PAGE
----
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Wooden model of the Chiba Prefectural Library, 1968. (Property of the Chiba Prefectural Library)

  Tochigi Prefectural Council Building (1966). (Photo by Osamu Ishizaki; property of the National Archives of Modern Architecture)

The third and final section of the exhibition focuses on his urban planning work. In addition to architectural design, Otaka was able to concentrate efforts on the planning level as well. This included overseeing committees, participating in boards to draft new urban regulations, and developing urban programs. Therefore, while one might not know the name Masato Otaka, one is likely to be very familiar with his urban project achievements. The Tama Center Station Plaza and Pedestrian Deck is one such project, as is the Yokohama City Center Waterfront Redevelopment, better known as Minato Mirai 21.

Centrally located in the exhibition is a very large model of the Motomachi Apartments, a huge housing complex in Hiroshima that was built to replace the "A-bomb slums" that sprang up in the aftermath of the atomic bomb devastation of World War II. The complex itself encapsulates all the philosophical goals of PAU, as the prefabricated architectural elements combine to create a futuristic urban space hovering above the vehicular ground plane. As emphasized in the model, it is located conspicuously on axis with the Hiroshima Peace Memorial, which to an urban planner today might seem too strong a position for a residential apartment building. Perhaps it is this awkwardness that generates such a poignant image, in that one is given to understand that the era in which Otaka created his work was a time of movements imbued with philosophical reactionism. To an observer today, his work might have the ubiquitous appearance of so many of the dated concrete buildings found throughout Japan. My hope, however, is that visitors to this exhibition might appreciate the understated strength of Otaka's ideas, many of which thread through our perception of modern design today.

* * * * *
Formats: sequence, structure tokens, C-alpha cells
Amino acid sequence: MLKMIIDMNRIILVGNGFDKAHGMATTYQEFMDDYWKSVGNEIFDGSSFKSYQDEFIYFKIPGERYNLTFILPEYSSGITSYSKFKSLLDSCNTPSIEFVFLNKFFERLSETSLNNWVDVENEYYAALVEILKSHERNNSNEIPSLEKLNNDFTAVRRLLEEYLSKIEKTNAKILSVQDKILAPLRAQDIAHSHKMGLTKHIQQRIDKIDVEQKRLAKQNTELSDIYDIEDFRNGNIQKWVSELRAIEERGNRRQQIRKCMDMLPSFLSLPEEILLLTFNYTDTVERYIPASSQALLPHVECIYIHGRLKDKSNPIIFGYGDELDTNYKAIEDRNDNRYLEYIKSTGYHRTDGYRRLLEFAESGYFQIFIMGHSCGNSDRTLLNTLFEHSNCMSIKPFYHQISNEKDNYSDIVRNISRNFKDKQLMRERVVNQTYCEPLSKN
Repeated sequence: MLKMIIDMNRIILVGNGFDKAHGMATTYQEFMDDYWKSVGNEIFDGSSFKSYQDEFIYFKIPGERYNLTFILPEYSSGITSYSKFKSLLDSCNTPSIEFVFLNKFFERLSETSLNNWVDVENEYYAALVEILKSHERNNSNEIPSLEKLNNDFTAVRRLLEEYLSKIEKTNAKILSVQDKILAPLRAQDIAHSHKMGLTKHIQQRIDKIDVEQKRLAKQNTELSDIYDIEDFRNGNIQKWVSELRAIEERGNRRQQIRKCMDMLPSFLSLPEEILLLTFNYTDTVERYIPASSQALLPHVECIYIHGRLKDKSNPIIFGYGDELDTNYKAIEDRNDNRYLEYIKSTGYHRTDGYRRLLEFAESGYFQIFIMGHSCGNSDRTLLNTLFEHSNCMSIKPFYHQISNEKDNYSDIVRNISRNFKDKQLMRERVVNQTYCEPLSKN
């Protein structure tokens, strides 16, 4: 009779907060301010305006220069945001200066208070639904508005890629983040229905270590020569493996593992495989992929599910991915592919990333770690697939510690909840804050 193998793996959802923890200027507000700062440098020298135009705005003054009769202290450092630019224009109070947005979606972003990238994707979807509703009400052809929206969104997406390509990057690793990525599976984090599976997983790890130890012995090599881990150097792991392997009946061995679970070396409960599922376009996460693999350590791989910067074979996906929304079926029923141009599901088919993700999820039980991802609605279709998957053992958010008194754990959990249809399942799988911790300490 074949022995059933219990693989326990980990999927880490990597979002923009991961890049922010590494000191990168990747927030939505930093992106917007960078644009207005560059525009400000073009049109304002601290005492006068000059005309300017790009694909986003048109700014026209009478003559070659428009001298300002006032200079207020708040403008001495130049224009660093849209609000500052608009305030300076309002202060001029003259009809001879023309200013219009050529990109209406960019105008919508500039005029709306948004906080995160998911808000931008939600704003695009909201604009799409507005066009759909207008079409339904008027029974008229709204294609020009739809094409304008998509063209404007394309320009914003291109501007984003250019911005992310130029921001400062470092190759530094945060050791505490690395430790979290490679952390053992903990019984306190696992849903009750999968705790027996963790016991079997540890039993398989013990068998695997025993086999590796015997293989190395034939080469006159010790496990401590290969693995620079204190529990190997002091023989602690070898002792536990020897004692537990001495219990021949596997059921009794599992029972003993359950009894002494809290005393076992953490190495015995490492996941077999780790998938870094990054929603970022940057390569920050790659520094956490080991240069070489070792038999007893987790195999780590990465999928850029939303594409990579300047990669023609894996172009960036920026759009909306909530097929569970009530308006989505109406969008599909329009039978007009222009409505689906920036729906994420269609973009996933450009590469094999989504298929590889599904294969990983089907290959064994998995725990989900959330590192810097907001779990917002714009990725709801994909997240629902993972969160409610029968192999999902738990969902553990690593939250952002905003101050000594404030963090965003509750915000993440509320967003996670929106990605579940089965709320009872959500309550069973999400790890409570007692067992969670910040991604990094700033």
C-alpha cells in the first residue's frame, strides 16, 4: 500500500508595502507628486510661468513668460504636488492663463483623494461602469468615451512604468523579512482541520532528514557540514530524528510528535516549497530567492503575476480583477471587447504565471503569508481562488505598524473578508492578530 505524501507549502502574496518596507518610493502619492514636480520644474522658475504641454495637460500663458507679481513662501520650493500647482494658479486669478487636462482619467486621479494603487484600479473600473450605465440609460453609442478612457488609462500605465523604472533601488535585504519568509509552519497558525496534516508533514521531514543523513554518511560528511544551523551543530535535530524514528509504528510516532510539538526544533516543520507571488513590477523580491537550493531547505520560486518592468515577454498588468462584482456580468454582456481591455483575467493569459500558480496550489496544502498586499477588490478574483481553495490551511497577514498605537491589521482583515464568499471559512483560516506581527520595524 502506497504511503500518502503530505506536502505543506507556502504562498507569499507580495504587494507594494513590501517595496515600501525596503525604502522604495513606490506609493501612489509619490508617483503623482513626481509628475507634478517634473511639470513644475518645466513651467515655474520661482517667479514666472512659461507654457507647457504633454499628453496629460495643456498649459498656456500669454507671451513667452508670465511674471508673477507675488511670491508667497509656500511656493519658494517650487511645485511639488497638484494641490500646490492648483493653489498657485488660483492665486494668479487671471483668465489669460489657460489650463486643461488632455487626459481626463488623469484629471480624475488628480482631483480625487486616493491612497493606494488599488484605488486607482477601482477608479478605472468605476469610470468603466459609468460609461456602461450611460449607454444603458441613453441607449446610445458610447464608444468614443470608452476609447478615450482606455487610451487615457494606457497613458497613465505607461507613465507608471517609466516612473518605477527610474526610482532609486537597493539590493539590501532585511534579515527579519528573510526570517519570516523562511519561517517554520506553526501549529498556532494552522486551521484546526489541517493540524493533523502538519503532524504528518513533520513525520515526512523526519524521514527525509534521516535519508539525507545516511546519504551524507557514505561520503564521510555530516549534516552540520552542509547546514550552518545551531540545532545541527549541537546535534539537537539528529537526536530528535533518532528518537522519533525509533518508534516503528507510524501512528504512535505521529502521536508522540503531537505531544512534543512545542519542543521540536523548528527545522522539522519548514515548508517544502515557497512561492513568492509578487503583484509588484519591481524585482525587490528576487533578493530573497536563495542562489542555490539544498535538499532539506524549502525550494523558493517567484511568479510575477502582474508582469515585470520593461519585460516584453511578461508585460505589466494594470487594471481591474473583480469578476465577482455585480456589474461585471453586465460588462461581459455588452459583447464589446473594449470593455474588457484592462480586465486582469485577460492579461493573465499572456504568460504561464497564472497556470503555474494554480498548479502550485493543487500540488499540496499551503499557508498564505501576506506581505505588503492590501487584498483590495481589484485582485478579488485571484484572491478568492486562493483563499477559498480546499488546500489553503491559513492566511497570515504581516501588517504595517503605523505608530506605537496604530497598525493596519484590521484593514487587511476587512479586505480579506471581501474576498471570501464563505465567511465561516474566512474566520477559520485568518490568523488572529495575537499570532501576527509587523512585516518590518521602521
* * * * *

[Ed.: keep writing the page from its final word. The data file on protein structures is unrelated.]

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Axis view of Motomachi Apartments, Hiroshima, 1969-78. (Model production: Hiroshima University)

  Overview of the exhibits. All of the explanatory text is in Japanese and English. (Photo by James Lambiasi)

All images by permission of the National Archives of Modern Architecture, Agency for Cultural Affairs.


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Uniting Architecture and Society: The Approach of Otaka Masato
26 October 2016 - 5 February 2017
National Archives of Modern Architecture, Agency for Cultural Affairs
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James Lambiasi
Following completion of his Master's Degree in Architecture from Harvard University Graduate School of Design in 1995, James Lambiasi has been a practicing architect and educator in Tokyo for over 20 years. He is the principal of his own firm James Lambiasi Architect, has taught as a visiting lecturer at several Tokyo universities, and has lectured extensively on his work. James served as president of the AIA Japan Chapter in 2008 and is currently the director of the AIA Japan lecture series that serves the English-speaking architectural community in Tokyo. He blogs about architecture at tokyo-architect.com.